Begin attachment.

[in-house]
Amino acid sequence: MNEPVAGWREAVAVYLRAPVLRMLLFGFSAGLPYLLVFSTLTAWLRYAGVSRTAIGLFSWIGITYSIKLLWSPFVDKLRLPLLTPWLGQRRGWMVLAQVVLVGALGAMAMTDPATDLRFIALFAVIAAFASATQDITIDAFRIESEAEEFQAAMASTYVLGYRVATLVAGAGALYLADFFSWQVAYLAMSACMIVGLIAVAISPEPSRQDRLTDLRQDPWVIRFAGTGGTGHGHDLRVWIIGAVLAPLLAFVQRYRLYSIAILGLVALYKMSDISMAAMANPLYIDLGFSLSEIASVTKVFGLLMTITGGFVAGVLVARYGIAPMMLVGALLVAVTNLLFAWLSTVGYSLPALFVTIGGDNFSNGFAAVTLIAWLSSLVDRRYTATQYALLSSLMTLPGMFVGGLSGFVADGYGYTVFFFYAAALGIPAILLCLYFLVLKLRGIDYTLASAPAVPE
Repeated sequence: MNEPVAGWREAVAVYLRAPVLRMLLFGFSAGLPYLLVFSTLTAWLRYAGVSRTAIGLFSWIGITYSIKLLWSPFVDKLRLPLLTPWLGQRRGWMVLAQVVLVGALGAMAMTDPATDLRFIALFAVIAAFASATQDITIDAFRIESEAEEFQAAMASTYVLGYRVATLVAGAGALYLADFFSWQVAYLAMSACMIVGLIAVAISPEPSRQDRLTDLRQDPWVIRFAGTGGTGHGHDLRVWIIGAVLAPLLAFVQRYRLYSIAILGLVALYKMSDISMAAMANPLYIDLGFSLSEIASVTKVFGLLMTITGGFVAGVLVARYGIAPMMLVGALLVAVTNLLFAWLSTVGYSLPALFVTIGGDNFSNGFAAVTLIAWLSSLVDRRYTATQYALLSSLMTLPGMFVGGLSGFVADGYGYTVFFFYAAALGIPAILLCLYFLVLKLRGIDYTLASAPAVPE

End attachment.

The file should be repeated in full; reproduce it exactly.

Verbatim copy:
[in-house]
Amino acid sequence: MNEPVAGWREAVAVYLRAPVLRMLLFGFSAGLPYLLVFSTLTAWLRYAGVSRTAIGLFSWIGITYSIKLLWSPFVDKLRLPLLTPWLGQRRGWMVLAQVVLVGALGAMAMTDPATDLRFIALFAVIAAFASATQDITIDAFRIESEAEEFQAAMASTYVLGYRVATLVAGAGALYLADFFSWQVAYLAMSACMIVGLIAVAISPEPSRQDRLTDLRQDPWVIRFAGTGGTGHGHDLRVWIIGAVLAPLLAFVQRYRLYSIAILGLVALYKMSDISMAAMANPLYIDLGFSLSEIASVTKVFGLLMTITGGFVAGVLVARYGIAPMMLVGALLVAVTNLLFAWLSTVGYSLPALFVTIGGDNFSNGFAAVTLIAWLSSLVDRRYTATQYALLSSLMTLPGMFVGGLSGFVADGYGYTVFFFYAAALGIPAILLCLYFLVLKLRGIDYTLASAPAVPE
Repeated sequence: MNEPVAGWREAVAVYLRAPVLRMLLFGFSAGLPYLLVFSTLTAWLRYAGVSRTAIGLFSWIGITYSIKLLWSPFVDKLRLPLLTPWLGQRRGWMVLAQVVLVGALGAMAMTDPATDLRFIALFAVIAAFASATQDITIDAFRIESEAEEFQAAMASTYVLGYRVATLVAGAGALYLADFFSWQVAYLAMSACMIVGLIAVAISPEPSRQDRLTDLRQDPWVIRFAGTGGTGHGHDLRVWIIGAVLAPLLAFVQRYRLYSIAILGLVALYKMSDISMAAMANPLYIDLGFSLSEIASVTKVFGLLMTITGGFVAGVLVARYGIAPMMLVGALLVAVTNLLFAWLSTVGYSLPALFVTIGGDNFSNGFAAVTLIAWLSSLVDRRYTATQYALLSSLMTLPGMFVGGLSGFVADGYGYTVFFFYAAALGIPAILLCLYFLVLKLRGIDYTLASAPAVPE